Sometimes the endless, seemingly inconsequential details of running a dairy operation can be overwhelming. There are so many steps involved in twice or more daily tasks that we do that explaining it to others is tricky.
    When our family took a recent Saturday away to see my family at my brother and sister-in-law’s lake cabin, I asked a friend to feed calves. I made a detailed list so she would know what to do. It included how to cool the milk in the pasteurizer, how much milk each calf receives, watering instructions, how much calf feed, bedding, which calf might not be eating well and what to do about that, which ones get hay, how to clean and sanitize bottles and buckets, and setting the pasteurizer for the next feeding, etc.
    Calf feeding went well for my substitute. She knows calves and replied to my text about how things went with, “Calves are happy and full.”
    The work I do on our farm and in our farmhouse can feel like many small tasks that don’t have a lot of value when I have finished each day. And what isn’t done is still there to try and get to in the days ahead. The tasks fill my days, especially in the summer when there’s more to take care of outside. It can be frustrating and a bit disheartening if you let your attitude defeat you.
    No doubt people everywhere, no matter the type of work they do, feel the pressure of the long line up of items to accomplish. This is likely why there are so many materials available to help us get more done in more efficient ways. I’m guessing there are people who profit by selling the self-help concept of better organization, time management and the key steps in doing more with less, for example. This type of inspiration can help, although keeping a larger goal at the forefront is also needed.
    I never look at my horoscope, though for some reason I read it one day when glancing at the comics in the paper on our table. It said, “Virgo: The work feels like a grind because it is. But at least it’s a grind that matters, as it feeds and fortifies you and others. This gets harder before it gets easier, but heavenly forces will come to your aid.”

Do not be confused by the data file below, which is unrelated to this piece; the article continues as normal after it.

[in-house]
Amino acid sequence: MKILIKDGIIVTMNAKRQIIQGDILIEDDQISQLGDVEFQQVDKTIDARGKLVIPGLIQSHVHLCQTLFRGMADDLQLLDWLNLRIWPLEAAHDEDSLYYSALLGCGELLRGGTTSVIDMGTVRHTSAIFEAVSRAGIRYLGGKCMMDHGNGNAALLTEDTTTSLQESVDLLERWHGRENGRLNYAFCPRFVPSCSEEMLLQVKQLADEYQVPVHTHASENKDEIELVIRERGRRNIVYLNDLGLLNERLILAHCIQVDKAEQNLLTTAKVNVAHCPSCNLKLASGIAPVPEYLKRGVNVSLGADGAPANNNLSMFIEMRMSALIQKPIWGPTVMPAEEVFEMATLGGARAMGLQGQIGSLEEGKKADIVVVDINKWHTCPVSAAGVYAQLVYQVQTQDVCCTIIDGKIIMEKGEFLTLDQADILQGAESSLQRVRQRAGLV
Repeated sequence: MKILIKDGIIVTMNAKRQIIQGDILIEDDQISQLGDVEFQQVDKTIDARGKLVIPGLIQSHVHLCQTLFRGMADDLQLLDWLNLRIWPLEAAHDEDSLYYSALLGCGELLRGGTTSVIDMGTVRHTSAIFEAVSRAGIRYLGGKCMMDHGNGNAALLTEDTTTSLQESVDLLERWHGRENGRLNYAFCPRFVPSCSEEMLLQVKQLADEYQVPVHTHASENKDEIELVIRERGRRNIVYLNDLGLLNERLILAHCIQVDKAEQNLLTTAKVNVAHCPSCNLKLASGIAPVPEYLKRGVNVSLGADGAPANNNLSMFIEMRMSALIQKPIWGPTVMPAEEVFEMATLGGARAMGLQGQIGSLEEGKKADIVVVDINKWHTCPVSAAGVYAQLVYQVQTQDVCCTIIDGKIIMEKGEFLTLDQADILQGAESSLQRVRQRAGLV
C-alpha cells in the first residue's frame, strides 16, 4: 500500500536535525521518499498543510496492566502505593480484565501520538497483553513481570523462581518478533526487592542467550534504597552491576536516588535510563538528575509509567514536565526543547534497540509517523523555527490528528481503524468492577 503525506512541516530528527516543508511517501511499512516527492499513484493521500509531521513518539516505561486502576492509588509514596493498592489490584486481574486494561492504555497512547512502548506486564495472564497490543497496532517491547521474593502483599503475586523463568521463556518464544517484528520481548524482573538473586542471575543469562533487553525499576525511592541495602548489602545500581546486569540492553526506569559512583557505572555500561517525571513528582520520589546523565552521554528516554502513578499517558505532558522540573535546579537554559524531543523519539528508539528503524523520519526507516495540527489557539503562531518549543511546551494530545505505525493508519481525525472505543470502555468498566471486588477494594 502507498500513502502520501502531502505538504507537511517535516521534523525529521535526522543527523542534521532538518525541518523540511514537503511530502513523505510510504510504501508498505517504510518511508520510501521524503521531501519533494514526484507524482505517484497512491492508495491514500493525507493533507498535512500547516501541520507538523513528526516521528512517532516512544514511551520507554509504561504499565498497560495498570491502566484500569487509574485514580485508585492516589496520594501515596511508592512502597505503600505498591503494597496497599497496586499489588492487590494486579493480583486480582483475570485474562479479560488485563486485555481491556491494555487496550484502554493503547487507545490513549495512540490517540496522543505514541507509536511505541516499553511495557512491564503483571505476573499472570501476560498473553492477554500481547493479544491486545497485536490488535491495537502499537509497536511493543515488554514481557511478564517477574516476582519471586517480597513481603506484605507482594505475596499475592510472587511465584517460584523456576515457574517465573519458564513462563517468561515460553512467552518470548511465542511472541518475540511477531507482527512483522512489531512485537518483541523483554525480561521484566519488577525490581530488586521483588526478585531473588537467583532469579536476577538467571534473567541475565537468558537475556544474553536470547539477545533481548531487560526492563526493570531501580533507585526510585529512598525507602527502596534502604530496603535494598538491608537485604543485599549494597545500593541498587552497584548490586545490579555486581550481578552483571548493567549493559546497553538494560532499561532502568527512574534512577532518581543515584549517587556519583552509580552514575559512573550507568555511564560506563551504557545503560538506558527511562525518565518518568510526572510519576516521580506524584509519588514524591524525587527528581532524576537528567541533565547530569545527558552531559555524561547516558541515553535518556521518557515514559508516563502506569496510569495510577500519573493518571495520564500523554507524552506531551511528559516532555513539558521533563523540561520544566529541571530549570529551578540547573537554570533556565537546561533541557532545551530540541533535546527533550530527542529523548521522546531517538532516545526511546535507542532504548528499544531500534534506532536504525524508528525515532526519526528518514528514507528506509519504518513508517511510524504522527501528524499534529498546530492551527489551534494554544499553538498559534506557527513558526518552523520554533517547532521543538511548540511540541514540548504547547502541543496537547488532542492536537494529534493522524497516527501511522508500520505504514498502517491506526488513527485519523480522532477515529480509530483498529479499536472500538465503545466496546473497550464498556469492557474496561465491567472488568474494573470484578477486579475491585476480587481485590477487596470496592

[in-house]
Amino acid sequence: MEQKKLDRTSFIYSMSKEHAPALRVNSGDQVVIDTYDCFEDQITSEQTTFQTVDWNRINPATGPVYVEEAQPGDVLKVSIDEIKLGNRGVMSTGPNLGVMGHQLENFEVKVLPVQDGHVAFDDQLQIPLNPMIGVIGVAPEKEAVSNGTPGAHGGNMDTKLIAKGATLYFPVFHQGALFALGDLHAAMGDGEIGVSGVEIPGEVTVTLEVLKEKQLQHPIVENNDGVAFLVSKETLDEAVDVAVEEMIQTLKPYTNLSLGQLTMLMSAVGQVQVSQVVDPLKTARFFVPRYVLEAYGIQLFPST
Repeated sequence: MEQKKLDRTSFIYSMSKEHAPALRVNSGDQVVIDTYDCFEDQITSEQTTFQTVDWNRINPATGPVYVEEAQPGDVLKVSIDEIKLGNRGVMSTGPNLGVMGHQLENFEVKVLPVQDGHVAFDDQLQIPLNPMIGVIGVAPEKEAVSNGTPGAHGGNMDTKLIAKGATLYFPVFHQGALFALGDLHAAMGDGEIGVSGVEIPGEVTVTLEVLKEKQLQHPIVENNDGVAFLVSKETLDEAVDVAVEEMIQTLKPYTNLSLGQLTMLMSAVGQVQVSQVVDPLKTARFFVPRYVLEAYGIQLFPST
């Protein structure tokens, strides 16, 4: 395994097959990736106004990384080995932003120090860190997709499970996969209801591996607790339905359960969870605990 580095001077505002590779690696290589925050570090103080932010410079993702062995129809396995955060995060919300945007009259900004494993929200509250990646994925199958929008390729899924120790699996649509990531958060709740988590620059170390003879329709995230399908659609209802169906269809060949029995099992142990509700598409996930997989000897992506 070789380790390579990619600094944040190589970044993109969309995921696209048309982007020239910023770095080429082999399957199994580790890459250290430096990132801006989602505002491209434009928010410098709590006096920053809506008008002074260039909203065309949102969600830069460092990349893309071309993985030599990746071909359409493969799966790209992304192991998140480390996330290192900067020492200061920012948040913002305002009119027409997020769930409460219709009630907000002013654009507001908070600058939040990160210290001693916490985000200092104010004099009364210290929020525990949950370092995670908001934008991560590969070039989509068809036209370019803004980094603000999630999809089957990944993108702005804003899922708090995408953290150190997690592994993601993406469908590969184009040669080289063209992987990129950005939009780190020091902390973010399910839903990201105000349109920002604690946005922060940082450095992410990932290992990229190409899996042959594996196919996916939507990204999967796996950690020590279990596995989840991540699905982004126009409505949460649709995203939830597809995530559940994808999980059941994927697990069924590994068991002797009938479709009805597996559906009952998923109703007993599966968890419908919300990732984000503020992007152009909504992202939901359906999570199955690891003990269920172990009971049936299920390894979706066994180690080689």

That one certainly hit close to home with the thoughts I had been having lately. I had been discouraged with no time to plan for big picture changes that we might possibly want to pursue for our operation in the years to come. There aren’t enough hours in the day to get all of the cow, calf, heifer, crop and business management chores done, much less try to have a meeting to ponder what we may want to consider to make our dairy farm suitable for future owners to operate.
    This horoscope tidbit gave me some hope that all of these small endless tasks are not for naught. Every tiny task that goes on in our farming, household and business management day adds up. We can do small things to improve what we have, and it keeps the operation going for now. What we do each day contributes to healthy and delicious food to ultimately sustain others. The work and the lifestyle also sustains us because it is our calling. Honestly, it has taken me a lifetime to figure that out, and I often forget. I have to do a lot of praying, positive self-talk and deep thinking to remember what the larger picture is when mired in work.
    It is best to focus on doing the humble, kind, necessary things to make animals and people happy. Just doing small things every day can bring us closer to the larger goals. It’s important to keep that in mind and be content.
    It is also good to take short mental breaks to appreciate the place where I am. I can notice the cows grazing on the grass outside the calf barn, the line up of young cows with full, beautiful udders, and the recently planted field of sorghum and pearl millet that is pushing up lush and green having had just enough rain. There are tomatoes ripening in the garden and maybe a few pole beans to pick and potatoes to dig in the late summer. Some of my most favorite perennials are blooming now in the patch of flowers between the house and barn. I can admire them when I go past and maybe tug a couple of weeds out as well. Here goes trying not to be overwhelmed with all there is to do and realizing it is OK to accomplish only what is essential. If I do that, maybe I can take a tiny step toward a larger goal each day as well.
    Jean dairy farms with her husband, Rolf, and brother-in-law, Mike, and children Emily, Matthias and Leif. They farm near St. Peter, Minnesota, in Norseland, where she is still trying to fit in with the Norwegians and Swedes. They milk 200 cows and farm 650 acres. She can be reached at jeanannexstad@gmail.com.